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What to expect from Google’s Pixel 3 event

Apple, Amazon and Microsoft have already held their big fall events — and now it’s Google’s turn. Over the past couple of years, the October event has become an increasingly important platform, as the company continues to press into various hardware categories. And really, it’s Google’s last chance to make a big splash ahead of the holidays.

The Pixel 3 will no doubt be the centerpiece of the show. Google’s made no bones about that fact — and between officially sanctioned previews and Niagara Falls-sized leaks, it seems clear we’ve seen what the phone has to offer. Of course, these days, the event is about much more than the Pixel. This time last year, the company rolled out a bunch of additions to its Home line of smart speakers, including the Home Mini and Max. I’d anticipate seeing a fair amount of news on that front, as well this time out.

The event kicks off October 9 in New York City. We’ll be there, of course. In the meantime, here’s what we think we’ll see, starting with the most obvious.

Hopefully there will be some surprises on the phone front, but I wouldn’t count on it. We’ve already seen both the Pixel 3 and Pixel 3 XL from every conceivable angle, both in still images and video. In fact, Google’s given Samsung a run for its money on the leak front, this time out.

The Pixel 3 XL will embrace Android’s notch love with one of the largest cutouts we’ve seen to date. The Pixel 3, on the other hand, may skip the notch altogether. A new color is apparently in the works, as well — Aqua, to match the recently announced Google Home Minty.

The phones are said to be sticking with a single rear-facing camera configuration, which has served the line well in the past, but some new AR tricks are apparently in the works, to help show off ARCore’s latest additions. The squeeze interface introduced by HTC has also been confirmed via a truly adorable official video from Google Japan. A pair of wired, Pixel Bud-esque headphones are expected be in the box, as well.The new phone should also be getting its very own charging stand — similar to one recently rolled out by Samsung (or, for that matter, AirPower). The stand, interestingly, is designed to essentially turn the Pixel into a makeshift smart display — similar to what Amazon’s done with its Fire tablets via Show Mode.

On that note, Google appears ready to put more skin in the smart display game, after partnering with a number of third parties earlier this year. The Home Hub has already shown its face in a couple of leaks and FCC approvals, with Google finally taking on the Echo Show head on. We know that the Home Mini likely won’t be getting a full refresh, given the recent color addition, but the first-gen Home does seem overdue to get a facelift that will hopefully make it look less like a Glade air freshener.

Like the Hub, a new Chromecast has also made the FCC rounds, though information on new features seems scarce. Given the lukewarm reception of the original Pixel Buds, hopefully we’ll see an update on that front. A new Pixelbook seems entirely plausible as well, along with the rumored addition of a convertible Pixel Slate tablet, adding another premium device to its Chrome OS offerings.

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The limits of coworking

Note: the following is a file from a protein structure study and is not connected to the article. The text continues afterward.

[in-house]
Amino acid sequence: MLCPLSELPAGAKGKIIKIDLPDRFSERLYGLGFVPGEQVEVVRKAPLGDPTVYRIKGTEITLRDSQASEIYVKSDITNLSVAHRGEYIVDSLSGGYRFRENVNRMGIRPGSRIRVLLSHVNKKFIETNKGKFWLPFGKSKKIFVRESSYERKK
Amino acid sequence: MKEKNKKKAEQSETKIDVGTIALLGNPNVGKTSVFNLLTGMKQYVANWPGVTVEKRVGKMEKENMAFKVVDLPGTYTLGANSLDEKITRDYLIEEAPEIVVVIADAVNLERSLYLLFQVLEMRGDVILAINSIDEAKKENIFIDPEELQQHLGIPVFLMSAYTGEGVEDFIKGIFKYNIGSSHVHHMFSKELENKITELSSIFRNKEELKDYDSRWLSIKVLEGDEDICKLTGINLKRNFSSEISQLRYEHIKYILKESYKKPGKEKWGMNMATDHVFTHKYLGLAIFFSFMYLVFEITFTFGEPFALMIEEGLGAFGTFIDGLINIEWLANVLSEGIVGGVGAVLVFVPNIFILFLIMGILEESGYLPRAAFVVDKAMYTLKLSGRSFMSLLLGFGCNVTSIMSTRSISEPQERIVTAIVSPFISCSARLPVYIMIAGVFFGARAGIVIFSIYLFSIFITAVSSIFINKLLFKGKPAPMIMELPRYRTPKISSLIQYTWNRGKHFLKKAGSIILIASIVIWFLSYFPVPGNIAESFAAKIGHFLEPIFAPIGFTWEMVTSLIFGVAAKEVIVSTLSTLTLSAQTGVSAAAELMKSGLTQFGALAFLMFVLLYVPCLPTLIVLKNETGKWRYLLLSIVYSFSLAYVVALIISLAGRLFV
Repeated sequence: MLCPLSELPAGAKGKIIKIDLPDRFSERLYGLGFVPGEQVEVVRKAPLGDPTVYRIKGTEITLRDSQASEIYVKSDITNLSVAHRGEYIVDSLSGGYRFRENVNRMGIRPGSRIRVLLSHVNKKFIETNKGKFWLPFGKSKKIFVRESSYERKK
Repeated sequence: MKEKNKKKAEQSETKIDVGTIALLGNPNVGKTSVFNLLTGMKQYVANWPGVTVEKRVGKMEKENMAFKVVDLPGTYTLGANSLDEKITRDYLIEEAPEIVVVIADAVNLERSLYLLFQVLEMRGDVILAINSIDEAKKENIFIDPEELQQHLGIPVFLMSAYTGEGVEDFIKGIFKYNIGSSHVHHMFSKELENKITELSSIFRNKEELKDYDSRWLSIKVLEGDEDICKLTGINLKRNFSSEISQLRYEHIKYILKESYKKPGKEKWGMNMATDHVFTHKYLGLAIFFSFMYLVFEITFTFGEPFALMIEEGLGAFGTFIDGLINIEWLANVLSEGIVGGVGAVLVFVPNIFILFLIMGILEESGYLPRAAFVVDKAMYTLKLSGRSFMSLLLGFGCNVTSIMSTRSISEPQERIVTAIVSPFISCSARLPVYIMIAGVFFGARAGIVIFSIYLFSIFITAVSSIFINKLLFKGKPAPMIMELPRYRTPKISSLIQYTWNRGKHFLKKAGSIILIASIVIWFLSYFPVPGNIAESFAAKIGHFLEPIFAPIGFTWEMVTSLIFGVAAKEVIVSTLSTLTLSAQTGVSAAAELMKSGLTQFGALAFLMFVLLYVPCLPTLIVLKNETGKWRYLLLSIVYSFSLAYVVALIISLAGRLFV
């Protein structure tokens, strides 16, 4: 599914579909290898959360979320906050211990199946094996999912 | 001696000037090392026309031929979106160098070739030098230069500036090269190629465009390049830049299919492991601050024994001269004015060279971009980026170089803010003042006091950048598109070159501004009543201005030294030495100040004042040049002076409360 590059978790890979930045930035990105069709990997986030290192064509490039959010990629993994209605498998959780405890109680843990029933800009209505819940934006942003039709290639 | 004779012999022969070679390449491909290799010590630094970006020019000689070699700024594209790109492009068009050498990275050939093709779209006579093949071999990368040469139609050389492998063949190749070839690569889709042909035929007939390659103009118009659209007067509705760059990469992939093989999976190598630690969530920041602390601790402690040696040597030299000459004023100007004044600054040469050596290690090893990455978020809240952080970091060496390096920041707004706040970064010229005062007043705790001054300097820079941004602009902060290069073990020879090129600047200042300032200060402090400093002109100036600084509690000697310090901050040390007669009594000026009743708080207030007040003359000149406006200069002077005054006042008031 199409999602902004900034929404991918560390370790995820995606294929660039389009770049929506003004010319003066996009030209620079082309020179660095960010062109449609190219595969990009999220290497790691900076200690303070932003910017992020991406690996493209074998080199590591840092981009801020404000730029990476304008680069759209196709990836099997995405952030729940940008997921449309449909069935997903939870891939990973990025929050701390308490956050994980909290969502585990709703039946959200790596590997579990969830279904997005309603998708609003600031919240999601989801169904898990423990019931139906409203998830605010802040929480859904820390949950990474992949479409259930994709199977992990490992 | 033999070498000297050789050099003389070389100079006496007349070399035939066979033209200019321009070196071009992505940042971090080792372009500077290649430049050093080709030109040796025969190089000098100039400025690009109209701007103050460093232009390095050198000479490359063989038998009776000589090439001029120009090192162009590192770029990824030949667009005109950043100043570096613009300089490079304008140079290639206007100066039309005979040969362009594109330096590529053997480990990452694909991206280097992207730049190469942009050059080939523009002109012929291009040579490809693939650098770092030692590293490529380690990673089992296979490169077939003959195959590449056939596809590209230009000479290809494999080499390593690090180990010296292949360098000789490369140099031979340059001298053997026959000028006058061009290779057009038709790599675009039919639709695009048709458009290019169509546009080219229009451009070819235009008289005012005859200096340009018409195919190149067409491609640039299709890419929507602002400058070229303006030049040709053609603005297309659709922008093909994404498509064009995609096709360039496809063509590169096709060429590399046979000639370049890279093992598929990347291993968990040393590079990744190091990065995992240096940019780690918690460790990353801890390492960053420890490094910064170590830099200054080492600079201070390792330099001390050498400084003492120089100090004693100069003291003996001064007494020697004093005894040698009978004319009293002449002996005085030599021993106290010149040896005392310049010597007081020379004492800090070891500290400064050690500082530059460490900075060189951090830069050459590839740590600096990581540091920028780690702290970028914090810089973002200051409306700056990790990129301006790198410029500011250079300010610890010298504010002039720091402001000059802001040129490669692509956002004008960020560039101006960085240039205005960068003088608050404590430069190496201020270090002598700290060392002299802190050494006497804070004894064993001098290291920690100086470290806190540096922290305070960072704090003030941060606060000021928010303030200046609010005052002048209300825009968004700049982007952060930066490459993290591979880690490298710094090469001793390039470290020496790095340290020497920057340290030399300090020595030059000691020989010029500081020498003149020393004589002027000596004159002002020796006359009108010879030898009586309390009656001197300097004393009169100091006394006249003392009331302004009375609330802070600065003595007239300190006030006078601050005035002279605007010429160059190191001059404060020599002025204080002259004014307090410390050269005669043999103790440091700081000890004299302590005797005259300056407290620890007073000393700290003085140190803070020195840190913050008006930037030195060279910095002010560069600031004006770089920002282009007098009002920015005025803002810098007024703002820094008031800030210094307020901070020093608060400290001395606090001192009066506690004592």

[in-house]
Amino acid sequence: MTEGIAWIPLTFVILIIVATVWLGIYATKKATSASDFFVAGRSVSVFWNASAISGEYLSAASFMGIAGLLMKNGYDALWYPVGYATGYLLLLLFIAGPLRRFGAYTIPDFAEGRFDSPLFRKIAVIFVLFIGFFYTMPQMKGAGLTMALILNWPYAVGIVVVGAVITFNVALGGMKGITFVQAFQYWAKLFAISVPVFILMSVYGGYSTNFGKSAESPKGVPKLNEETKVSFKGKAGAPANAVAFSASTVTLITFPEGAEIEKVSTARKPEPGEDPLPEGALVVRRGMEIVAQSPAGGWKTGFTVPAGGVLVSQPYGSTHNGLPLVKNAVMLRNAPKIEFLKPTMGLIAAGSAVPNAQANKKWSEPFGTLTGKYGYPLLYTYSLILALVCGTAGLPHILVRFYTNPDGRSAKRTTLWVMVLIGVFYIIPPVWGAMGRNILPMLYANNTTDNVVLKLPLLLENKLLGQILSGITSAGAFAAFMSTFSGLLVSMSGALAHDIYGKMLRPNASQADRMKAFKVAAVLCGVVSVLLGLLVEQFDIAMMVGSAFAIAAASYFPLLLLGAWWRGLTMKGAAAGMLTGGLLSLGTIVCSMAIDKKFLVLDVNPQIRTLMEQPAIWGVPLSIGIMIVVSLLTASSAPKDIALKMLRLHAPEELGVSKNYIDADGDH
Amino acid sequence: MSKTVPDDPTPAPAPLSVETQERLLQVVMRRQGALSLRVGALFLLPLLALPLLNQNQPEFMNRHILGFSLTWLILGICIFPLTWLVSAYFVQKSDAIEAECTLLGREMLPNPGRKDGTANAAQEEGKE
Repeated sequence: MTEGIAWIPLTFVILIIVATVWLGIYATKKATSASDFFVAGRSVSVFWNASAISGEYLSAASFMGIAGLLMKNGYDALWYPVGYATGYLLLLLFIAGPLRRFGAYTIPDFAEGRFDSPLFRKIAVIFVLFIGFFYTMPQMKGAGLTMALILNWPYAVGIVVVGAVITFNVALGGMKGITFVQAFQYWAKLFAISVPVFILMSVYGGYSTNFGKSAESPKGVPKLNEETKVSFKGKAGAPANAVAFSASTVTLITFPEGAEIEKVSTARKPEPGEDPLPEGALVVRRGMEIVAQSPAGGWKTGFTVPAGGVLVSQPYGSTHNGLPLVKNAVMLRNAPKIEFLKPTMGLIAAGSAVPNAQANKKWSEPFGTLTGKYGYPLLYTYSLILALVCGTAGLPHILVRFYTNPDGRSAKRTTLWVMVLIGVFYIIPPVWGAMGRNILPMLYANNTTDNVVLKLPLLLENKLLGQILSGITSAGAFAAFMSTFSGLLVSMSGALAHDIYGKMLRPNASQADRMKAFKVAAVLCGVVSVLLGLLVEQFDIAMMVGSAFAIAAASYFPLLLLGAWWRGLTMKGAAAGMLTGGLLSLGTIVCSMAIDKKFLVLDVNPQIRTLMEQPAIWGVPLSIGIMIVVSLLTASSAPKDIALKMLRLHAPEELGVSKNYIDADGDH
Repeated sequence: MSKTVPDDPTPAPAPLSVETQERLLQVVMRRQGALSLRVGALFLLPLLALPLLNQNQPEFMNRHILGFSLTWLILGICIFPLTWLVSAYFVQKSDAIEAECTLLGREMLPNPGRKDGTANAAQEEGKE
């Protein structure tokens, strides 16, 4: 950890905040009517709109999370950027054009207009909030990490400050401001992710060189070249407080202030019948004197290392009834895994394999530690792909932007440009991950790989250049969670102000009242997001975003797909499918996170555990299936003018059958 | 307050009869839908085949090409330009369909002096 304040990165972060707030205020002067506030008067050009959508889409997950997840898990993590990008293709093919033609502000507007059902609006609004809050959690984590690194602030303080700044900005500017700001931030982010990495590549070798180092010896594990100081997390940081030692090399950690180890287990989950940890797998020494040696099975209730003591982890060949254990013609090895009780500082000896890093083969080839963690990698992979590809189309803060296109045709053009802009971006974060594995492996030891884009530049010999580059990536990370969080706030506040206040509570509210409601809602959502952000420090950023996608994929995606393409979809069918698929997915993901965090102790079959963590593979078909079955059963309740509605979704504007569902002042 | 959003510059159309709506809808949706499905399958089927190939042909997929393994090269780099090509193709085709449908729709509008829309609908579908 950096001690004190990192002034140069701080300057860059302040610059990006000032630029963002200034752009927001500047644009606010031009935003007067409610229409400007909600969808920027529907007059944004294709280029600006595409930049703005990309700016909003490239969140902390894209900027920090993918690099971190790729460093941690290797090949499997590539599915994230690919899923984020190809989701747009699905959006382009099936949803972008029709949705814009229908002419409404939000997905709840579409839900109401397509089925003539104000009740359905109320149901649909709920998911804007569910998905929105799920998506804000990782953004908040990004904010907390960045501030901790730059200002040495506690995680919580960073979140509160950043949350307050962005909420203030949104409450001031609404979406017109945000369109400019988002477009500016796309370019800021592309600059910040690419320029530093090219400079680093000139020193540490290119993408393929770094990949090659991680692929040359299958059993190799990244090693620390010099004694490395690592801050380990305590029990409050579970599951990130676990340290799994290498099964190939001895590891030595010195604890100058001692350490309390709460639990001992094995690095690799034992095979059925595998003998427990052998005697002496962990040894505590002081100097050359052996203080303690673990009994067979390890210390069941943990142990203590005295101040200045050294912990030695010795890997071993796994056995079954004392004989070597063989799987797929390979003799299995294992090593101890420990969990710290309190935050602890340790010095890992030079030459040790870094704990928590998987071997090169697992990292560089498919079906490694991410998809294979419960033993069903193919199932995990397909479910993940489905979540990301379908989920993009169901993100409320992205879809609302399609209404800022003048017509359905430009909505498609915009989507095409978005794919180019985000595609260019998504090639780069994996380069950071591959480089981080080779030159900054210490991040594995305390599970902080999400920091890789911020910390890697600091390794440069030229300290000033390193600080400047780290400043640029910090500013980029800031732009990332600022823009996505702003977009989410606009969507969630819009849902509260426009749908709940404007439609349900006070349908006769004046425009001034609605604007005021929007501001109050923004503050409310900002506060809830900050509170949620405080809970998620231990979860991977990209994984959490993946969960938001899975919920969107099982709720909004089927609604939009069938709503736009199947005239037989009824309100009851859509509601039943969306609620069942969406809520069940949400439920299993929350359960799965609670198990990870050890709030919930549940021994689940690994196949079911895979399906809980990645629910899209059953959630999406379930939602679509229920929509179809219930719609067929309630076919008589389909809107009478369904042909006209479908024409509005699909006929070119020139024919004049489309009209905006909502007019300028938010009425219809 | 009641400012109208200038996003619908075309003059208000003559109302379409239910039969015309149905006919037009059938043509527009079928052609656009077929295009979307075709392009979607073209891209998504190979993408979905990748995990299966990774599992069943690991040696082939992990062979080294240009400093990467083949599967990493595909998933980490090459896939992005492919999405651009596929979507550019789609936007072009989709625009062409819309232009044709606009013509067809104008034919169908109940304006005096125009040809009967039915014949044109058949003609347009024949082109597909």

It feels like there’s a WeWork on every street nowadays. Take a walk through midtown Manhattan (please don’t actually) and it might even seem like there are more WeWorks than office buildings. Consider this an ongoing discussion about Urban Tech, its intersection with regulation, issues of public service, and other complexities that people have full PHDs on. I’m just a bitter, born-and-bred New Yorker trying to figure out why I’ve been stuck in between subway stops for the last 15 minutes, so please reach out with your take on any of these thoughts: @[email protected] Co-working has permeated cities around the world at an astronomical rate. The rise has been so remarkable that even the headline-dominating SoftBank seems willing to bet the success of its colossal Vision Fund on the shift continuing, having poured billions into WeWork – including a recent $4.4 billion top-up that saw the co-working king’s valuation spike to $45 billion. And there are no signs of the trend slowing down. With growing frequency, new startups are popping up across cities looking to turn under-utilized brick-and-mortar or commercial space into low-cost co-working options. It’s a strategy spreading through every type of business from retail – where companies like Workbar have helped retailers offer up portions of their stores – to more niche verticals like parking lots – where companies like Campsyte are transforming empty lots into spaces for outdoor co-working and corporate off-sites. Restaurants and bars might even prove most popular for co-working, with startups like Spacious and KettleSpace turning restaurants that are closed during the day into private co-working space during their off-hours. Before you know it, a startup will be strapping an Aeron chair to the top of a telephone pole and calling it “WirelessWorking”. But is there a limit to how far co-working can go? Are all of the storefronts, restaurants and open spaces that line city streets going to be filled with MacBooks, cappuccinos and Moleskine notebooks? That might be too tall a task, even for the movement taking over skyscrapers. The co-working of everything… Photo: Vasyl Dolmatov / iStock via Getty Images So why is everyone trying to turn your favorite neighborhood dinner spot into a part-time WeWork in the first place? Co-working offers a particularly compelling use case for under-utilized space. First, co-working falls under the same general commercial zoning categories as most independent businesses and very little additional infrastructure – outside of a few extra power outlets and some decent WiFi – is required to turn a space into an effective replacement for the often crowded and distracting coffee shops used by price-sensitive, lean, remote, or nomadic workers that make up a growing portion of the workforce. Thus, businesses can list their space at little-to-no cost, without having to deal with structural layout changes that are more likely to arise when dealing with pop-up solutions or event rentals. On the supply side, these co-working networks don’t have to purchase leases or make capital improvements to convert each space, and so they’re able to offer more square footage per member at a much lower rate than traditional co-working spaces. Spacious, for example, charges a monthly membership fee of $99-$129 dollars for access to its network of vetted restaurants, which is cheap compared to a WeWork desk, which can cost anywhere from $300-$800 per month in New York City. Customers realize more affordable co-working alternatives, while tight-margin businesses facing increasing rents for under-utilized property are able to pool resources into a network and access a completely new revenue stream at very little cost. The value proposition is proving to be seriously convincing in initial cities – Spacious told the New York Times, that so many restaurants were applying to join the network on their own volition that only five percent of total applicants were ultimately getting accepted. Basically, the business model here checks a lot of the boxes for successful marketplaces: Acquisition and transaction friction is low for both customers and suppliers, with both seeing real value that didn’t exist previously. Unit economics seem strong, and vetting on both sides of the market creates trust and community. Finally, there’s an observable network effect whereby suppliers benefit from higher occupancy as more customers join the network, while customers benefit from added flexibility as more locations join the network. … Or just the co-working of some things… Photo: Caiaimage / Robert Daly via Getty Images So is this the way of the future? The strategy is really compelling, with a creative solution that offers tremendous value to businesses and workers in major cities. But concerns around the scalability of demand make it difficult to picture this phenomenon becoming ubiquitous across cities or something that reaches the scale of a WeWork or large conventional co-working player. All these companies seem to be competing for a similar demographic, not only with one another, but also with coffee shops, free workspaces, and other flexible co-working options like Croissant, which provides members with access to unused desks and offices in traditional co-working spaces. Like Spacious and KettleSpace, the spaces on Croissant own the property leases and are already built for co-working, so Croissant can still offer comparatively attractive rates. The offer seems most compelling for someone that is able to work without a stable location and without the amenities offered in traditional co-working or office spaces, and is also price sensitive enough where they would trade those benefits for a lower price. Yet at the same time, they can’t be too price sensitive, where they would prefer working out of free – or close to free – coffee shops instead of paying a monthly membership fee to avoid the frictions that can come with them. And it seems unclear whether the problem or solution is as poignant outside of high-density cities – let alone outside of high-density areas of high-density cities. Without density, is the competition for space or traffic in coffee shops and free workspaces still high enough where it’s worth paying a membership fee for? Would the desire for a private working environment, or for a working community, be enough to incentivize membership alone? And in less-dense and more-sprawl oriented cities, members could also face the risk of having to travel significant distances if space isn’t available in nearby locations. While the emerging workforce is trending towards more remote, agile and nomadic workers that can do more with less, it’s less certain how many will actually fit the profile that opts out of both more costly but stable traditional workspaces, as well as potentially frustrating but free alternatives. And if the lack of density does prove to be an issue, how many of those workers will live in hyper-dense areas, especially if they are price-sensitive and can work and live anywhere? To be clear, I’m not saying the companies won’t see significant growth – in fact, I think they will. But will the trend of monetizing unused space through co-working come to permeate cities everywhere and do so with meaningful occupancy? Maybe not. That said, there is still a sizable and growing demographic that need these solutions and the value proposition is significant in many major urban areas. The companies are creating real value, creating more efficient use of wasted space, and fixing a supply-demand issue. And the cultural value of even modestly helping independent businesses keep the lights on seems to outweigh the cultural “damage” some may fear in turning them into part-time co-working spaces. And lastly, some reading while in transit: The Grim Future of Urban Warfare – The Atlantic, Darran Anderson New York’s New Wage Law for Uber Drivers is a Lesson for Cities Around the World – MIT Technology Review, Erin Winick Can New Home Building Tech Help Solve the Affordability Crisis? – FastCompany, Adele Peters Homelessness Rises More Quickly Where Rent Exceeds a Third of Income – Zillow Research, Chris Glynn & Alexander Casey Vote on Temescal to Test Core Values – StreetsblogSF, Roger Rudick L.A. Approves New Rules for Airbnb-Type Rentals After Years of Debate – Los Angeles Times, Emily Alpert Reyes Can France Revive its Industrial Heartland? – FT, Harriet Agnew Why Communities Across America Are Pushing to Close Waste Incinerators – CityLab, Rebecca Stoner